However, the Act also provides for postponement of the limitation period in the case of fraud, concealment or mistake.

 

Section 71(1) of the Irish Statute of Limitations 1957 provides that:

Where, in the case of an action for which a period of limitation is fixed by this Act, either —

(a)

the action is based on the fraud of the defendant or his agent or of any person through whom he claims or his agent, or

(b)

the right of action is concealed by the fraud of any such person,

the period of limitation shall not begin to run until the plaintiff has discovered the fraud or could with reasonable diligence have discovered it.



NOTE!
Again, as was the case with the meaning of the concept of reasonable in the context of Negligence (see Section 2.3.3), the meaning to be applied to the expression reasonable diligence, in the context of discovering the fraud or concealment as stated within both the U.K. and Irish Limitation Acts, must relate to the diligence to be expected of 'the man in the street' and not the diligence to be expected of someone with a specialist knowledge of the matter at hand.



On the matter of postponement of the limitation period under the U.K. Limitation Act, Lord Denning explained the meaning of the expression 'concealed by the fraud of (the defendant or his agent)' in the King v Victor Parsons & Co (England 1973) where he stated:

"The word 'fraud' here is not used in the common law sense. It is used in the equitable sense to denote conduct by the defendant or his agent, such that it would be 'against conscience' for him to avail himself of the lapse of time."


Note! The explanation of Lord Denning on the criteria to be applied in respect of the similar provision within the U.K. Limitation Act 1939 is more fully set out in Section 2.9: The Time Limit for Legal Action.



NOTE!
Remember also that, where a fiduciary or confidential relationship exists, a deliberate breach of duty to disclose equates to fraudulent concealment of the facts not disclosed. We have seen in the U.K. 2006 case of Conlon v Simms [see Section 2.3.4 (a): Where a Fiduciary Relationship or a Special Relationship exists], where Collins L.J. (citing Spencer Bower, The Law Relating to Actionable Non-Disclosure and Other Breaches of Duty in Relations of Confidence and Influence, 2nd edition [1990], by Turner and Sutton) set out within his reasoned conclusions the circumstances that would give rise to a fraudulent breach of a duty of disclosure:

... it is clear that where there is a duty to disclose, and the failure to disclose is fraudulent, there will be an action in deceit and damages will be an available remedy. In such cases "the non-disclosure assumes the character of fraudulent concealment, or amounts to fraudulent misrepresentation, or is otherwise founded on, or characterised and accompanied by, Fraud".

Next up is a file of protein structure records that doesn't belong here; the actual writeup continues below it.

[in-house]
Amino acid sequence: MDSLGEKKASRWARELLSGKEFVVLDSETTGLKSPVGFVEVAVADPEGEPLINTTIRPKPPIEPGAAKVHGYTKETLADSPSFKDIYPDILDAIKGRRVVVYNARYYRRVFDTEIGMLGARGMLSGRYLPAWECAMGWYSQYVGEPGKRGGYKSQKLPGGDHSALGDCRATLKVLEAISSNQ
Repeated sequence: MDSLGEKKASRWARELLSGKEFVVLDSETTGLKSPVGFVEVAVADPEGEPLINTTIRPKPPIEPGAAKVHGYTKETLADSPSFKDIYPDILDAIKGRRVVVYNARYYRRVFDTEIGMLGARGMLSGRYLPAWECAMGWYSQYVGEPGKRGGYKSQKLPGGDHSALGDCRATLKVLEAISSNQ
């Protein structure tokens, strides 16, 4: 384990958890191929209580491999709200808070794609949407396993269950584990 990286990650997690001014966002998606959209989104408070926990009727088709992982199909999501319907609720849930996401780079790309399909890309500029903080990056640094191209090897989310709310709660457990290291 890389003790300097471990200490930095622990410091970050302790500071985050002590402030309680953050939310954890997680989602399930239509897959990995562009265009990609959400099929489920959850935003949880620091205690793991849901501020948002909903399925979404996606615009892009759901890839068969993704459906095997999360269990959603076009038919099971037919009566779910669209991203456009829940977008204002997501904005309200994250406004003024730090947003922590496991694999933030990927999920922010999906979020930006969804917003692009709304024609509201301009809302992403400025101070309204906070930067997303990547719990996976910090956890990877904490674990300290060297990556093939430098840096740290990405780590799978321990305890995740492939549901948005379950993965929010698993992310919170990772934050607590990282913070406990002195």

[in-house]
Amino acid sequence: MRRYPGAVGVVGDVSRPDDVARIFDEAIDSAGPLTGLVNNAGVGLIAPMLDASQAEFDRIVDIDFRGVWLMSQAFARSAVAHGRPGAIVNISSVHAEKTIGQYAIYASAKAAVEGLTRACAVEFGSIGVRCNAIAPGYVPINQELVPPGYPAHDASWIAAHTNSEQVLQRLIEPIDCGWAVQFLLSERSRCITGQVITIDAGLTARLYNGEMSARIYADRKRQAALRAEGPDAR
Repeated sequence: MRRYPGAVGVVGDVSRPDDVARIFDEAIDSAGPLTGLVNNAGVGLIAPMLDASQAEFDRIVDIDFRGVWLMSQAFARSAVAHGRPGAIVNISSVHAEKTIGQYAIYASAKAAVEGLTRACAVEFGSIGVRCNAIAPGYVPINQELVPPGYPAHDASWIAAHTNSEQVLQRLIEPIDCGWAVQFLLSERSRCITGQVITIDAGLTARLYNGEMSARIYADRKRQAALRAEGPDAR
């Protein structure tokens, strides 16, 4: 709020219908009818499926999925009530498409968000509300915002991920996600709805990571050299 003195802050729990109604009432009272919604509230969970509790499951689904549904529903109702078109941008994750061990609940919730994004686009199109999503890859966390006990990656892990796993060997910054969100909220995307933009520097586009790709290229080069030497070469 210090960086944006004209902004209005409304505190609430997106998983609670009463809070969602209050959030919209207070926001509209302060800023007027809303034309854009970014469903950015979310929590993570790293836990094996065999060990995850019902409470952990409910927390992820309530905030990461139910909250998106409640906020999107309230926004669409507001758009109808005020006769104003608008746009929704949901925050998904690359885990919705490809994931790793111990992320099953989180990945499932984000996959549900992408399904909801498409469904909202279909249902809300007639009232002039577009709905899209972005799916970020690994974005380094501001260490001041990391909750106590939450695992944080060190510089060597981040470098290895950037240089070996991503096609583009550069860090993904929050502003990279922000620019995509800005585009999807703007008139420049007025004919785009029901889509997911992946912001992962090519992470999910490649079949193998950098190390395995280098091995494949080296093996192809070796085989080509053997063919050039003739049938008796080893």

[Reference: England and Wales High Court 401 (2006) (Chancery Division), which can be studied on the British and Irish Legal Information Institute (BAILII) website.]




A New Imperative for Those in Power within the Financial Services Industry

To Supplant the TRUE CLOCK with a FALSE CLOCK

To Whitewash the Statute of Limitations


With the reality of a Single Regulatory Authority being formed to supervise the Irish Financial Services Industry now inevitable, the protection of their own financial interests by those within the Financial Services Sector became the number one priority.



Personal fortunes had been made by many within the Financial Services Sector by the systemic and systematic fraudulent misrepresentation of financial products to customers / clients / consumers.


Also, Those in Power within the Financial Services Industry, whose conduct was such that they had both condoned and colluded in such fraudulent misrepresentations, were now spurred by a whole New Imperative — Self Interest: the protection of the personal wealth that they had amassed by such conduct.


The greatest fear now among those within the Financial Services sector was that the pervasive fraudulent misrepresentations by which such personal wealth had been acquired would be exposed.




And so, the New Imperative for those in power within the Financial Services Industry was to ensure that the statutory provisions of any forthcoming Financial Services Legislation, and the Terms of Reference of any Regulatory Authority that would follow from such Legislation, would not pose a threat to this, fraudulently acquired, personal wealth.




The Self-Interest priorities within this New Imperative were:


From a Retrospective Viewpoint: —  Ensure that, with respect to all past conduct,